Report – Special correspondent in Suva
A Fiji women’s advocacy group has launched a campaign calling for Minister for Women Dr Jiko Luveni’s resignation over her reported comments in a daily newspaper apparently blaming rape victims.
The Fiji Women’s Rights Movement (FWRM) issued a statement today urging protests to be sent to Prime Minister Voreqe Bainimarama seeking her resignation.
Executive director Virisila Buadromo said in the statement Dr Luveni’s comments “shamed” and “further violated” victimised women rather than denouncing rapists.
Dr Luveni was quoted in today’s Fiji Sun as saying: “If a girl is going out to drink with guys in an isolated area wearing shorts or clothes showing off her body, she is inviting trouble.”
The FWRM statement said Dr Luveni’s comments had moved the focus of rape away from the rapist and aimed it directly at the victim. It said:
Luveni’s comments insinuate that rape victims are to blame for the violent crime because they were not dressed modestly.
Why should Luveni’s comment make us all angry?
Firstly, it shames and further violates against the already victimised individuals rather than denouncing the aggressive actions of rape and the rapists.
Insult to men
Secondly, it is an insult to men because it assumes that ALL men are rapists because they cannot control their sexual urges and will rape women if they are not dressed modestly.
Comments such as these from nationally prominent figures need to be based on credible evidence and not on wild accusations without hard data to back them up.
According to the World Health Organisation (WHO) report, the global lifetime prevalence of non-partner sexual violence is 7.2 percent. What is also really revealing is the hard data from countries in which women dress very conservatively – the sexual assault data still shows comparable rates of sexual assault. For example WHO data records Bangladesh at 49 percent in the provinces for rape/sexual assault, 37 percent in the cities and 18 percent nationally, Tajikistan at 42 pecent, and Turkey at 15 percent.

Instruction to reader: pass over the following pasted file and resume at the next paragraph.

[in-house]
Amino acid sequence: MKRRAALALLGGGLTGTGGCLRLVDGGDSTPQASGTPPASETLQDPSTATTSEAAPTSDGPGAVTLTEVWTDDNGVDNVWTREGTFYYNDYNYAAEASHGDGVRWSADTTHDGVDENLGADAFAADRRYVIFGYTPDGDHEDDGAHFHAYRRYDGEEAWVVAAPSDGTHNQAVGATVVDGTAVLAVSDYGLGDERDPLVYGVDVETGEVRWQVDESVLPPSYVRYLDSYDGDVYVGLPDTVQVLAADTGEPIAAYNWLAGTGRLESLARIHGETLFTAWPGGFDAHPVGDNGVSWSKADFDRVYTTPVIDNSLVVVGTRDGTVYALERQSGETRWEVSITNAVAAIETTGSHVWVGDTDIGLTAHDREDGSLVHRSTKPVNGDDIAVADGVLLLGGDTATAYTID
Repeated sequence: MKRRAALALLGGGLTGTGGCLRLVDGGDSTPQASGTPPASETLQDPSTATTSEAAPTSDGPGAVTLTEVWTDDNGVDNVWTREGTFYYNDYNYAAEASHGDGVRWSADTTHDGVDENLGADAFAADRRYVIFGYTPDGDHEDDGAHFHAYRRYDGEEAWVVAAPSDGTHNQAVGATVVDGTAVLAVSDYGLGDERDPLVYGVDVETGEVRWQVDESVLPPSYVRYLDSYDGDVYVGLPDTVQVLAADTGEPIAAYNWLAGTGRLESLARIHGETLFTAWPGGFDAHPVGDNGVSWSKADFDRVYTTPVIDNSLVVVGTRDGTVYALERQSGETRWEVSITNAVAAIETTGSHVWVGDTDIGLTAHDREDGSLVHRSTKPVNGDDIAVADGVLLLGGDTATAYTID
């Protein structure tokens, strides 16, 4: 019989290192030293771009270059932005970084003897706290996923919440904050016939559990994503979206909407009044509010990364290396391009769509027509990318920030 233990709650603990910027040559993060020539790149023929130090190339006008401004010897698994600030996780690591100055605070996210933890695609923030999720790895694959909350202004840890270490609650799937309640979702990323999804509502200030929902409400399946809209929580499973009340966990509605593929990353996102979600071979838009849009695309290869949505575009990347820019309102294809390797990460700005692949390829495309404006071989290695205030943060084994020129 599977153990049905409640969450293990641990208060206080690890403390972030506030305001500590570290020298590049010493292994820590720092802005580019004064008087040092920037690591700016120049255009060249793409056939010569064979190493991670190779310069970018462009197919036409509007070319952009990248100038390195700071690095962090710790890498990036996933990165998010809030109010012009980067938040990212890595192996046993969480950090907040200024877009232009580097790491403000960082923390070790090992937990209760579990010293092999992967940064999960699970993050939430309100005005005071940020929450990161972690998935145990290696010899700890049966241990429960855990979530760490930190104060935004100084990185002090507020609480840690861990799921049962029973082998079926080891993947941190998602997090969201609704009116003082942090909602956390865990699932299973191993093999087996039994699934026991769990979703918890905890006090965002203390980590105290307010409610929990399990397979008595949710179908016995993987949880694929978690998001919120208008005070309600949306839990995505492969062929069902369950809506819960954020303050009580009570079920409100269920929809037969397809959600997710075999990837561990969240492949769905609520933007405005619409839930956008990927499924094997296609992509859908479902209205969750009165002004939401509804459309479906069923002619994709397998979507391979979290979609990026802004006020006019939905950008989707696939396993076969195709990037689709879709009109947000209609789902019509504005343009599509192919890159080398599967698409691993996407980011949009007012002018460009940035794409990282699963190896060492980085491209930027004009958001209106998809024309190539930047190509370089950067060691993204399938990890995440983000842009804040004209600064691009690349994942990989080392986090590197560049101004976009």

In these regions women are strongly encouraged to dress and behave conservatively. For example, they are encouraged to wear loose fitting clothing that covers themselves from head to toe and many are discouraged from going out in public without a male relative.
This data illustrates that asking women and girls to change their behavior and dress is not going to protect them fromsexual violence. Tragically it is comments such as what was printed in today’s Fiji Sun that lead to the entrenchment of mainstream thinking that women are at fault for being raped rather than on the real criminals, men who rape women.
What can we do to show our outrage? Write letters to Frank Bainimarama asking for Jiko Luveni’s resignation as Minister of Women and the president of his proposed “Fiji First Party”.
The minister’s office later issued a statement claiming that her comments had been “distorted” in media reports.
“I have never, nor has the Bainimarama government ever said that victims of rape are to be blamed,” Dr Luveni said. “Rape is a despicable act and we must all condemn it.”